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Save Yourself!

Recently struck pennies in a bin at the U.S. Mint in Philadelphia. Photograph by Stephen Hilger/Bloomberg Close

Recently struck pennies in a bin at the U.S. Mint in Philadelphia. Photograph... Read More

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Recently struck pennies in a bin at the U.S. Mint in Philadelphia. Photograph by Stephen Hilger/Bloomberg

March 1, 2013 - In a Saturday Night Live skit from several years ago, a TV pitchman played by Chris Parnell claims to have the solution for a couple (played by Steve Martin and Amy Poehler) stressed out by credit card debt. "I developed this unique new program for managing your debt," he says, handing Poehler a booklet. "It's called: "Don't Buy Stuff You CANNOT Afford."

"Sounds confusing!" Martin responds, but Poehler says: "I don't know, honey. This makes a lot of sense. There's a whole section here on how to buy expensive things using money you … saved."

This is America Saves Week, championed by the Consumer Federation of America and more than 1,300 other organizations as a time to "promote good savings behavior." It comes amid evidence that Americans are being more frugal. Wal-Mart executives have fretted over lower spending, while Coupons.com reports a surge in coupon use, up 22 percent from November to January.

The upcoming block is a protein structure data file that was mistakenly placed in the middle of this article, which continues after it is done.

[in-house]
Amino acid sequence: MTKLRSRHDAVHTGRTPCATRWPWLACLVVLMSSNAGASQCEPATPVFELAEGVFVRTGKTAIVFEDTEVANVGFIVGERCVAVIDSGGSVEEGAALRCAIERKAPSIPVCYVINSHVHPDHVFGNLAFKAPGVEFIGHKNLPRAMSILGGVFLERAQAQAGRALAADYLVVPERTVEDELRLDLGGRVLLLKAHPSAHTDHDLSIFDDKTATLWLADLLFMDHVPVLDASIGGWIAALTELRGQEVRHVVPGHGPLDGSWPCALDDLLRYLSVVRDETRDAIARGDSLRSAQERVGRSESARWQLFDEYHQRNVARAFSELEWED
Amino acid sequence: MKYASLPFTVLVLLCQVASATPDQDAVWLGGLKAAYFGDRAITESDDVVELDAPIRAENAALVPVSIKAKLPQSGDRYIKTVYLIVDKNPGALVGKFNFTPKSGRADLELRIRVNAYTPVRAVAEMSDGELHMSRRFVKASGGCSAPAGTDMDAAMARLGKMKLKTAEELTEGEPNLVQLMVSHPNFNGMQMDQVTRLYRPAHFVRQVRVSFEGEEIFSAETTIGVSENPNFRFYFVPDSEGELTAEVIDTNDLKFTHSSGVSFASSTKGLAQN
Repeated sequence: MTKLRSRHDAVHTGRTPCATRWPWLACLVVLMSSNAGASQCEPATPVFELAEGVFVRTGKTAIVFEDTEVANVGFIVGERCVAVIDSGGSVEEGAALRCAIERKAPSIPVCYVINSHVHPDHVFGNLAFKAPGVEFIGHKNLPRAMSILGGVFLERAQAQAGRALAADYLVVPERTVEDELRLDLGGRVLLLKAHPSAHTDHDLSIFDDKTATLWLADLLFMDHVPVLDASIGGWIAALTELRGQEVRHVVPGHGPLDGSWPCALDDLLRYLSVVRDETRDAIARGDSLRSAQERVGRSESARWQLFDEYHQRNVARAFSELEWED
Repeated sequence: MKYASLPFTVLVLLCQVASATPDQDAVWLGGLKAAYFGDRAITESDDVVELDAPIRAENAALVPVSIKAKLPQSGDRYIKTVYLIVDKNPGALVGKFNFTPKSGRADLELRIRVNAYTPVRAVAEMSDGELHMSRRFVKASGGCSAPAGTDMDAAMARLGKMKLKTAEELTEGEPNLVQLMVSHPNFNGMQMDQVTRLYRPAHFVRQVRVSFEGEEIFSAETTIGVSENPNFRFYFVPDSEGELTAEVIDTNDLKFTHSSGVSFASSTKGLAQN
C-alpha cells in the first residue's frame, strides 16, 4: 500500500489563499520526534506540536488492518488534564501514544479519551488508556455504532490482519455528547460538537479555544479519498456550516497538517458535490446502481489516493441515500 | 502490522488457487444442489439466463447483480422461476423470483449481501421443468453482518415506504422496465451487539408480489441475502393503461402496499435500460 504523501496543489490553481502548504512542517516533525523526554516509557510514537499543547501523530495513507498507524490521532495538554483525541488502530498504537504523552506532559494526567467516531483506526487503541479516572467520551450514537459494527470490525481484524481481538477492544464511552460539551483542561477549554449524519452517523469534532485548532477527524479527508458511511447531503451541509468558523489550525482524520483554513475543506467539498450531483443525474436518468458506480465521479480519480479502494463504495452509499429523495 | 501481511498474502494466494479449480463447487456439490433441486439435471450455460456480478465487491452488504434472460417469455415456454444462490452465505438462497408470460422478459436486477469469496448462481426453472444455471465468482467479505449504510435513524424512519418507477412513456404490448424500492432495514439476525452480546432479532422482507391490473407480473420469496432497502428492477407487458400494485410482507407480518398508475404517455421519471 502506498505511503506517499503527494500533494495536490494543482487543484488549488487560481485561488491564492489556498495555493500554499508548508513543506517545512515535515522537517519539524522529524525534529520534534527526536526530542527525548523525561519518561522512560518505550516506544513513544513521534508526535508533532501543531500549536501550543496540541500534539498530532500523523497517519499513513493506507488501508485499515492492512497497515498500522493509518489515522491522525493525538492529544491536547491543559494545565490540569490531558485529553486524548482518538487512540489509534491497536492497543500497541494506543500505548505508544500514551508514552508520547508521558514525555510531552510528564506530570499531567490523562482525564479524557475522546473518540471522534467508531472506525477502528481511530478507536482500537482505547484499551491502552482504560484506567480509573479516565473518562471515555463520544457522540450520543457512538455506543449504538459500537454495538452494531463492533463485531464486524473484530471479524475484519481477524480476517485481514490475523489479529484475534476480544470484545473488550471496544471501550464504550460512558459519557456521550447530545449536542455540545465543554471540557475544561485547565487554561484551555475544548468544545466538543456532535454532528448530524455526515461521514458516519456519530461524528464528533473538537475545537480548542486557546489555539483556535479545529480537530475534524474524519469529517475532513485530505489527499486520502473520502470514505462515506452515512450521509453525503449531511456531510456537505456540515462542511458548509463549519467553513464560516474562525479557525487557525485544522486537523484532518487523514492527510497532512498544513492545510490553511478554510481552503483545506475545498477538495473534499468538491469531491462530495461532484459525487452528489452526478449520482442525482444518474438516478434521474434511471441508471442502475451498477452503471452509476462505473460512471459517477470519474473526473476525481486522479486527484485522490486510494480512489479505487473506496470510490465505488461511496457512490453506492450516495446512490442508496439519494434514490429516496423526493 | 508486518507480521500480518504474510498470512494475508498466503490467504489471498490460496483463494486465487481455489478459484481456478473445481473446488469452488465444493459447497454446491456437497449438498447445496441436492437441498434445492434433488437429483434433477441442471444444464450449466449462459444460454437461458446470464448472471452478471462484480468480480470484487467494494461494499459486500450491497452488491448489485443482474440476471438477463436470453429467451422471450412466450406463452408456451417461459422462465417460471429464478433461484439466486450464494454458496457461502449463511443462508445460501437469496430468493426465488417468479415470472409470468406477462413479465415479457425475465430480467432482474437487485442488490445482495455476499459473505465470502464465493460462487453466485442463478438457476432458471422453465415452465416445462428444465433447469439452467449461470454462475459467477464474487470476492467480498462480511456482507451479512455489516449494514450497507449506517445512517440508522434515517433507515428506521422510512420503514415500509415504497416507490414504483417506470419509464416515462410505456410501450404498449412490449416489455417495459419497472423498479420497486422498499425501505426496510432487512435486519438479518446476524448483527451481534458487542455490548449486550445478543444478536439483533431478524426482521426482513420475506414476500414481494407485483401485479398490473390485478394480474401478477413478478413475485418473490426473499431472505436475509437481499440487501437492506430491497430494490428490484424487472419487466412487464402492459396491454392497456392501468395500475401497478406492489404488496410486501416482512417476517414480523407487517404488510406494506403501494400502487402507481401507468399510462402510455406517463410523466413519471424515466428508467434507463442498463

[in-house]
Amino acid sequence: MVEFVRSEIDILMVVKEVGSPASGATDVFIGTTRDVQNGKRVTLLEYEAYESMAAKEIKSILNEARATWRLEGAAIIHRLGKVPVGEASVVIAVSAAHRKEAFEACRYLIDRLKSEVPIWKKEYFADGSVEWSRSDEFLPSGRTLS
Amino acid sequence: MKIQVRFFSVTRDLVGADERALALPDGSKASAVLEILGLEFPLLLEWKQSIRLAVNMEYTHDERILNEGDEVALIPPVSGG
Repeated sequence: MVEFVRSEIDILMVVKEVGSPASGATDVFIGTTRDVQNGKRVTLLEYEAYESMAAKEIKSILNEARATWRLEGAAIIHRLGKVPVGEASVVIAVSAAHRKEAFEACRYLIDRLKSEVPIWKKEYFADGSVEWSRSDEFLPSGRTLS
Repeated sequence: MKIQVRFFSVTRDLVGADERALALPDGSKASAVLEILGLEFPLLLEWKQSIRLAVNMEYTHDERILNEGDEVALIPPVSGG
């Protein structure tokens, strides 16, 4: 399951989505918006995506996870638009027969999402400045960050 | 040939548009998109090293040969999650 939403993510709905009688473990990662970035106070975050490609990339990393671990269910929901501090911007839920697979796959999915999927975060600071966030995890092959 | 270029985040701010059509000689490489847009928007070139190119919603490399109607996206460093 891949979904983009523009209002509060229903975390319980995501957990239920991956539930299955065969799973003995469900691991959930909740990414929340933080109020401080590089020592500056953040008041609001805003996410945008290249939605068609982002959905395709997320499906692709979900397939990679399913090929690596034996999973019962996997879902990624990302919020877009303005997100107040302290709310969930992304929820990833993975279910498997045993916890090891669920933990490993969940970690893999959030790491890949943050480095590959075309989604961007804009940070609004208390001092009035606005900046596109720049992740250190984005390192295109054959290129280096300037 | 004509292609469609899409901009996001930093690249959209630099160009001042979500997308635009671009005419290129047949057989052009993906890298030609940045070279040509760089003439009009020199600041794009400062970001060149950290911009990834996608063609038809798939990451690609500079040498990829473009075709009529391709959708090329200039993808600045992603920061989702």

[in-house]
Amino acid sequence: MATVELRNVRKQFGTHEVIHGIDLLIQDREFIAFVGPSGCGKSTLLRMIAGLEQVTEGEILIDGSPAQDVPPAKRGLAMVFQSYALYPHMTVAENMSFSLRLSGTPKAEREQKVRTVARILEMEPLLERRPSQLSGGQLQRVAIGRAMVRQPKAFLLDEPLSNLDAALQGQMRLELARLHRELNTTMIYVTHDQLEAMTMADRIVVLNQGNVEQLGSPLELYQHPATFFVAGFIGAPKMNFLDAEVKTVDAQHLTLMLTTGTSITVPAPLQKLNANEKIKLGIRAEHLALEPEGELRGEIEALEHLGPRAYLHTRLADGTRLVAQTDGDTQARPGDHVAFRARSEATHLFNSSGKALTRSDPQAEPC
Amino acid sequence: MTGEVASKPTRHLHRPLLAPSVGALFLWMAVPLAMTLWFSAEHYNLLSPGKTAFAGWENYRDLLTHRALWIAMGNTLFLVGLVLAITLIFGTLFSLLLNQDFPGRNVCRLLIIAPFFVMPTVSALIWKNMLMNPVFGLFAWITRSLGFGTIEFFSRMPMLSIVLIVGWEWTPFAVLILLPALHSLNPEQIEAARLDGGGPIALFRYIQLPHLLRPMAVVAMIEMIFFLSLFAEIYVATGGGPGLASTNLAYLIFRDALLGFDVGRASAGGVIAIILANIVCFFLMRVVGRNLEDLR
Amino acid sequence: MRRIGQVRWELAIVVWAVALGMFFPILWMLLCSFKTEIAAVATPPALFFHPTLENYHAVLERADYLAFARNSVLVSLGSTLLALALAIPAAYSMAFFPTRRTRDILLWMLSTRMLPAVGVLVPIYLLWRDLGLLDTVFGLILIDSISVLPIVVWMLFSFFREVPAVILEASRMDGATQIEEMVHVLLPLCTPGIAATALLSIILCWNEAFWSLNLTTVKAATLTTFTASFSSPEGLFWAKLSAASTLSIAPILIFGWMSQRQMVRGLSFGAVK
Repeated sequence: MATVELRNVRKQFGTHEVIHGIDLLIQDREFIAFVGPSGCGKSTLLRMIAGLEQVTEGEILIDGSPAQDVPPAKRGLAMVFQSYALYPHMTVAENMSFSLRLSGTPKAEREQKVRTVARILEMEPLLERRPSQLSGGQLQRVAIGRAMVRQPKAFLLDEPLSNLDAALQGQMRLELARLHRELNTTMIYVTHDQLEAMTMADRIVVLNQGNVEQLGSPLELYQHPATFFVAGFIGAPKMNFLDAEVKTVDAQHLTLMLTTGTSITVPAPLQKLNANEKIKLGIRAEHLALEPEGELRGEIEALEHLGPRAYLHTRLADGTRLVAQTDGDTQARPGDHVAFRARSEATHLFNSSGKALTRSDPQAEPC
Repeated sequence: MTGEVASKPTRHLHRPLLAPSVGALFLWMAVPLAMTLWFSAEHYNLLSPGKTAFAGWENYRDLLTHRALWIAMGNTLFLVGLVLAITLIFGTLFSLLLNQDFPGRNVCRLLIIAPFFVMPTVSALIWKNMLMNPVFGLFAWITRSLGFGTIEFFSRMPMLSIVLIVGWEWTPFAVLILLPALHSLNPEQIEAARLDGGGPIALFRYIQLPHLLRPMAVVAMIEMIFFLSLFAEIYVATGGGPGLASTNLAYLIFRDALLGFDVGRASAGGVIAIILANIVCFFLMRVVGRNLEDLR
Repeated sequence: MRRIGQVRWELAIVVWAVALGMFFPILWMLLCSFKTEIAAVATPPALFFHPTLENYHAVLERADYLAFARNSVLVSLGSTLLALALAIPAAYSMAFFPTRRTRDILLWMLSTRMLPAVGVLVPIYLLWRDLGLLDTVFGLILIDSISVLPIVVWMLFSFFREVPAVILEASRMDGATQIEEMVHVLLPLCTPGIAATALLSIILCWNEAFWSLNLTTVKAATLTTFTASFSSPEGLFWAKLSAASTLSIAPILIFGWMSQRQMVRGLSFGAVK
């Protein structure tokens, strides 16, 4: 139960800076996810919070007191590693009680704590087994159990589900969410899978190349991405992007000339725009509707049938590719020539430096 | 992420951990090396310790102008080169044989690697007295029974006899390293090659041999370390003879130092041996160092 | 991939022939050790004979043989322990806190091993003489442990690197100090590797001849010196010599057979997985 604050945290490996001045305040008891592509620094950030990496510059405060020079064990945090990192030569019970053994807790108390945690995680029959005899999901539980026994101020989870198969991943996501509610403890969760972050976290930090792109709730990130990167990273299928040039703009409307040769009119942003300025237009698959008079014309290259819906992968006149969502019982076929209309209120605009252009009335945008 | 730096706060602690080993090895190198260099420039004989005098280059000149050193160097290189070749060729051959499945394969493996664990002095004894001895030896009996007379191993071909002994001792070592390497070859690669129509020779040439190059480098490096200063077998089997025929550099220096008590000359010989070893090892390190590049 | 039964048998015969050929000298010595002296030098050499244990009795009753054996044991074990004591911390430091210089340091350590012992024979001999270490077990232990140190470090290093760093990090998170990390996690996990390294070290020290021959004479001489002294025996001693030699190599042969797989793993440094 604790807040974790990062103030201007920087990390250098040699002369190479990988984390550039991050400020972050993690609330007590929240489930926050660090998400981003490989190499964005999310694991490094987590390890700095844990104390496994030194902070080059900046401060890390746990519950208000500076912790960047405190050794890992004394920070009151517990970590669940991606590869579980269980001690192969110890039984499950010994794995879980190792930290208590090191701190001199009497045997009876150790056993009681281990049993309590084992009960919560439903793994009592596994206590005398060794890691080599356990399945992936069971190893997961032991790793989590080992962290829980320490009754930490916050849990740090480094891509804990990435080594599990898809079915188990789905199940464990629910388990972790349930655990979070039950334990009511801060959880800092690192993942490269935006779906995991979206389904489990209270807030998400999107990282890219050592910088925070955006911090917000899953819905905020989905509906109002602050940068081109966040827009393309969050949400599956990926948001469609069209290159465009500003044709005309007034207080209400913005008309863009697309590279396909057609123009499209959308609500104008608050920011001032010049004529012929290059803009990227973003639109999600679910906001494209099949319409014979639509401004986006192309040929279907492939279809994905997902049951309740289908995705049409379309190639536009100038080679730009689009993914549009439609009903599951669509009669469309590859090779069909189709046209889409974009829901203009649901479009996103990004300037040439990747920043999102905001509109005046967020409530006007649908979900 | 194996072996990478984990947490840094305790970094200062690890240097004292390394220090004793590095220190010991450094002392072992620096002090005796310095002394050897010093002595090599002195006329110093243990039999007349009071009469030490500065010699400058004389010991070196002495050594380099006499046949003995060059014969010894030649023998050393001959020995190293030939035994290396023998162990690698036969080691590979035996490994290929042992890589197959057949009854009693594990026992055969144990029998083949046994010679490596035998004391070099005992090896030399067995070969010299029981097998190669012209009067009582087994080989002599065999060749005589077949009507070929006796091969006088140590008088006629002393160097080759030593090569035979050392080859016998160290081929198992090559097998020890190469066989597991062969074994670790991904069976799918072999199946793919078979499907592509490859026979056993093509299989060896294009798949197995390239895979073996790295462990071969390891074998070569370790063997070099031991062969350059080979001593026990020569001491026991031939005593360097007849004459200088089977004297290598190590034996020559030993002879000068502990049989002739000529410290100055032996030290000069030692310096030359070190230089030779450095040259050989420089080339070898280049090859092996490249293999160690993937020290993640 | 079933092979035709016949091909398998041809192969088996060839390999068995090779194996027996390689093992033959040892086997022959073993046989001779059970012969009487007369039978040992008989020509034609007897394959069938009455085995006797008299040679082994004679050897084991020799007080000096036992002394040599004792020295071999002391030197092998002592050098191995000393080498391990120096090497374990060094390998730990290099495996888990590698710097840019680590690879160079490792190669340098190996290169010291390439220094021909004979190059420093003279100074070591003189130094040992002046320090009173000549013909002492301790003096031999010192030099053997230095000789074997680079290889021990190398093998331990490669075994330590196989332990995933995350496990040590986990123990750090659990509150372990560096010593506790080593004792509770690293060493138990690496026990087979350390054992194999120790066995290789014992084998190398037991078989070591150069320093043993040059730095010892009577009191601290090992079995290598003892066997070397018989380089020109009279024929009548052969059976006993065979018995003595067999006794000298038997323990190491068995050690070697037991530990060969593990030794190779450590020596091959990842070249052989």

Organizers of America Saves Week offer up a range of savings goals: Make a budget. Take advantage of your company's 401(k) match. Automatically transfer part of your paycheck into a savings account. Build up a fund of at least $500 to handle those emergencies that inevitably blow holes in budgets from time to time. There is more savings guidance here.

It's all great advice -- as long as there is extra money to be found. Many Americans are unemployed, under-employed or have gone without raises for years. If you make less than $25,000 per year, as one-in-four households do, how many extras are available to be cut? Some experts encourage buying in bulk, while others say the temptations of Costco and Sam's Club encourage overspending. Many take aim at routine, thoughtless expenses, particularly daily coffee purchases. Yet that's the very same advice Helaine Olen mocks as a gimmick in her book "Pound Foolish."

Still, there are ways that nearly everyone could save money -- by avoiding credit cards, for example. People paying with cash buy less junk food, a 2011 study showed. Too many poor people do without necessities because they're bled dry by payday loans, finance charges and late fees. Finally, there is something to heeding SNL's advice before every purchase. As Parnell puts it, "Seriously, if you don't have the money, don't buy it."

This essay originally appeared in Bloomberg.com's weekly personal finance newsletter, Wealth Watch. Sign up here.

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